On Tuesday night I posted my story called "The Wind Cries Mary" for B. Nagel's writing prompt, Wake Up, Writing Monster. Here, I read it aloud. Even better, I fired up GarageBand and played around, so you get cheesy sound effects to go with the melodramatic reading!
Reposted below is the text of the story, in case you'd like to read along.
The Wind Cries Mary
I never imagined the thwump of a desk clerk’s dispassionate stamp could be so electric.
Six years. Six years I’ve wormed my way through courtrooms, slimed through the seedy lives of distant relatives, and sifted through the midnight dirt of forgotten, overgrown plots. All to win the legal right to force my distant relations to give me the finger.
The middle finger. Of my third cousin, six times removed: Mary Shelley.
The parts are assembled. The solar panels are on line and capacitors at full charge; I can tell because my iPod fills the lab with the raw guitar riffs of Hendrix. I wonder what my Artist will think of Purple Haze when I drop the switch.
The bones are true, but I’ve taken creative license with the flesh. I had planned to use whatever fresh meat came my way, but advances in cloning not yet legal back in the States are proving ... fruitful. It was a simple matter once I thought it through--wait tables at a few writers’ conferences, swab the used cutlery. Voila! Instant Genius! Just add agar.
Such excursions have brought me the biceps of Stephen King, the hair of Dave Barry, the heart of Garrison Keillor, and the jowls of Evil Editor. Or, more accurately, have given my Artist those physical attributes.
The rest, stuffed between the bones and leathery skin of the legends, is flesh taken from med school cadavers at ten dollars a body. I don’t know who the poor souls were, but they all died in delightfully violent ways after desperately hard lives. Thus the restraints you see on the body.
I hobble on my crutch across the room, humming with silent electricity. The acute bite of my missing toe, attached to the Artist only minutes ago, gives me sweet elation. My creation, the greatest author ever, soon will rise from my operating table.
The cameras roll, and my sweaty hand grips the switch. Tight chest, quivering breath, weak knees. I pull with the weight of my entire life, yanking the handle from its cradle and smashing it to the circuit. Lights flicker, sparks fly from the transformers, and electricity arcs across terminals for effect only. It’s all very dramatic, to be sold for a lot of money to The History Channel. I’ve already sent in my proposal for the screenplay. I will insist that I be played by Matt Damon. Or Colin Firth. Either is fine.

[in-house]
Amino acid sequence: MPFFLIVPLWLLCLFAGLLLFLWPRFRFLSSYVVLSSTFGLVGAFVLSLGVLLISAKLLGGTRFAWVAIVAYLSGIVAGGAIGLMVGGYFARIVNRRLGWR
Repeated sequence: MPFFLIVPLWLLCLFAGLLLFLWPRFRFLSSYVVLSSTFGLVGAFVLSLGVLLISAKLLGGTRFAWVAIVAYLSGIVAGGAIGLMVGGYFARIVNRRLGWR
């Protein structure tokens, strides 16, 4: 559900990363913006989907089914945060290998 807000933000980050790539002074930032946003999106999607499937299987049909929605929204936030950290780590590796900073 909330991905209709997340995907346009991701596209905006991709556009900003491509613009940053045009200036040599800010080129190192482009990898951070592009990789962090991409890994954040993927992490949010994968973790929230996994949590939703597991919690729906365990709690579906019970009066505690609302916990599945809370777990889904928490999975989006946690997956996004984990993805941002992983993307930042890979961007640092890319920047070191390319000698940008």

I relinquish the switch, drop my crutch, and thump-drag myself to the side of the table. I fight the urge to touch his skin and feel the warmth and life filling him. There are also three million volts filling him. Soon--ten point six seconds exactly--the buzzing and lightning subside, and the lights warm to a smooth fluorescence.
I pant in the way I probably would if I had just made love to a beautiful woman. My forehead is slick with sweat, and my jaw trembles. I’ve never been so nervous.
A flutter of Chaucer’s eyelid! And a tremor in the left forefinger of Cervantes! I run my fingers along the rugged thigh of Melville, Hawthorne’s knee, Beatrix Potter’s shapely shinbone. All the way to my toe. I imagine wiggling it on the end of my own foot, and it quivers where it now lives, then curls along with the toes that walked that road less traveled through that yellow wood.
O! My heart thumps, my blood boils within me.
I revel only a moment and shake myself back to my duties. I loose the restraints and shuffle to the desk. Quill, pen, paper, typewriter all sit ready to receive the combined genius of my Artist.
It convulses. The blood has begun pumping, oxygen is flowing. Oh, it’s glorious! His head lolls left, right. His mouth opens. A groan rises into the lab, harmonizing with psychedelic guitar riffs.
It sits up.
It swings its legs around, off the table, thumps to the floor. Wobbly, it swoons around until its blank gaze lands on me with lightless eyes. It considers me for a full minute. Can it see me? Does it recognize its creator?
I put my hands out, then sweep them to the desk with its beckoning tools. “For you,” I declare. “All for you!”
The creature surveys the implements. A perplexed frown darkens its brow. “Aaarrrghah,” it growls, and stumbles to the desk. With one deafening swipe, it crashes the assembly to the floor.
In despair, I cry, “But you must write! Do you not want to write?” Assembled before me are the greatest writers that ever graced the planet. I do not understand.
“ARREEGHH,” it spits at me. “Asshole.” The creature looks clumsily for an exit, then pushes past me to stumble to the door. “I need a drink.”
Barging through the door, it pauses long enough to glare at me one final time. The finger of my third cousin six times removed, rises slowly, backed by Hemingway’s toothy grin.
The Writing Monster, now awoken, shuffles away to Cap’n Salty’s corner bar.
Stunned, all I can do is retrieve the fallen implements and set them back on the desk. My missing toe throbs in agony as I stare at the blank page, mocking me from the platen of the ancient manual typewriter.
Almost against my will, I right the fallen chair and sit. My fingers hover over the keys. One click, then another. Soon my fingers fly as fast as the machine can handle.
I have swept up the broken pieces of yesterday’s life, but those lives that lived are dead.
The wind gusts through my open window, billows the curtains, and whispers all their names in my ear. As the breeze passes on into the night, it whispers one final name.